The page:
There are 1,000's of different perennials in nature, but it's a relatively few number that have been adopted for use in gardens. Ornamental grasses are mainstream now, but only a few decades ago they were a group of plants relegated to the interest of botanists, not garden designers.
This new design trend blended the unique merits of ornamental grasses with the natural forms of seedheads and mass planting, moving away from the Gertrude Jekyll style of the flowering perennial border, in vogue for most of the 20th century.
This new design movement changed the way we design our gardens today - all revolving around the unique design power of ornamental grasses.
In the 1980's there was a new wave in garden design, focused on textural plants and mass planting, for a more natural looking garden. Inspired by the more subtle beauty of nature, it’s the non flower merits that this design movement was about – seedheads, colourful bark, the tans and golds of foliage and flower plumes, mass plantings more like what is found in nature, to create gardens that had a bold presence in all seasons. Emphasis was much more on a plant's form and texture, rather than flower colour. This was going on hand-in-hand with the increasing desire among gardeners for their landscapes to be less maintenance with less water needs.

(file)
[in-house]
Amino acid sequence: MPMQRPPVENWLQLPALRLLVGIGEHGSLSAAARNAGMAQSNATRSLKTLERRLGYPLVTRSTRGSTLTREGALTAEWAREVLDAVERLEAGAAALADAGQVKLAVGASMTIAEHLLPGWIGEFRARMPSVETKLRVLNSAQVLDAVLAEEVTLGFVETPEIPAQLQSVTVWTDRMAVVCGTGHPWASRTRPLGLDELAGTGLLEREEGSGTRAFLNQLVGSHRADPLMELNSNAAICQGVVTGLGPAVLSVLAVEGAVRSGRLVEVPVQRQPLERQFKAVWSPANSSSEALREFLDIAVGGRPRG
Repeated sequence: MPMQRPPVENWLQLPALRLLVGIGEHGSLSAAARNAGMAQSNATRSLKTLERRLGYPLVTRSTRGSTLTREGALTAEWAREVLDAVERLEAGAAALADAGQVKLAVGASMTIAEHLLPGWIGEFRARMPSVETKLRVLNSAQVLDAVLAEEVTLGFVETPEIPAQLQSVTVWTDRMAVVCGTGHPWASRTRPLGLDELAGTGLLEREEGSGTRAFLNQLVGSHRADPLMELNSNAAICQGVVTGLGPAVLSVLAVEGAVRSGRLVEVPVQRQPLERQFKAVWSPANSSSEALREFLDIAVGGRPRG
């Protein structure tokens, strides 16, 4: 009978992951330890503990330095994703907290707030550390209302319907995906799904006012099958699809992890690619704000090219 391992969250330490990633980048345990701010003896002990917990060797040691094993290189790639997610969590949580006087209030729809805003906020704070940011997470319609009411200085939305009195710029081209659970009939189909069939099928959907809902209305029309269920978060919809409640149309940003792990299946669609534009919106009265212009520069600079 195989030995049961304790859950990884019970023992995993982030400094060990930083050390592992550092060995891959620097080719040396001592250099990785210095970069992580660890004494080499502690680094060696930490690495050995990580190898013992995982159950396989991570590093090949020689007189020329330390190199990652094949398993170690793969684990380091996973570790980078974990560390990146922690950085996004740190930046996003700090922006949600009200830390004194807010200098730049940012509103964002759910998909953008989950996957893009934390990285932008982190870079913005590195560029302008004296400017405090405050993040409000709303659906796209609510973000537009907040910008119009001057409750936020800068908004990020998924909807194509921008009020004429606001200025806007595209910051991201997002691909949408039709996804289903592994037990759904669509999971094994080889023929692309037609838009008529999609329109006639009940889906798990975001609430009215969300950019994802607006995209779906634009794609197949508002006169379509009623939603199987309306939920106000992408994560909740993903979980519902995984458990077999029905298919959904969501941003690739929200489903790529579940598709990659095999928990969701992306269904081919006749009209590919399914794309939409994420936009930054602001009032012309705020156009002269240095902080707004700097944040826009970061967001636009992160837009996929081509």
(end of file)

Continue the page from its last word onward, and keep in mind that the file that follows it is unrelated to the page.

This "new wave" of garden design started in Europe with just a handful of innovative garden designers and hit north American gardens shortly after. The name of this new garden design style was coined "New Wave Naturalism". Ornamental grasses and sturdy, relatively common plants, were an integral part of these designs. A trademark of this new style was how plants looked in fall and winter as being just as important as their summer flowers. ...plants chosen and laid out in a way that didn't rely on high maintenance deadheading and other management, and that were suitable for the soil and site conditions to negate the need for supplementary water.
The first plant breeder to recognize the garden merits of ornamental grasses and who's work inspired these desginers, was the German nurseryman and plant breeder, Karl Foerster. Foerster developed a hybrid of Calamagrostis acutiflora that was named after him - Calamagrostis x acutiflora 'Karl Foerster'. It has become ubiquitous in gardens all over the northern hemisphere by now, due to it's ... unique contribution to a garden's design ... it's sterile flowers that prevent the usual problem of seeding itself and becoming a nuisance ... and it's extreme hardiness and ease of growing in average garden conditions. Foerster's inspired the New Wave Naturalism design movement with his foresight to see that we needed something truly new in our gardens. It was only a matter of time before this new plant group was embraced by designers ready and waiting for something truly new.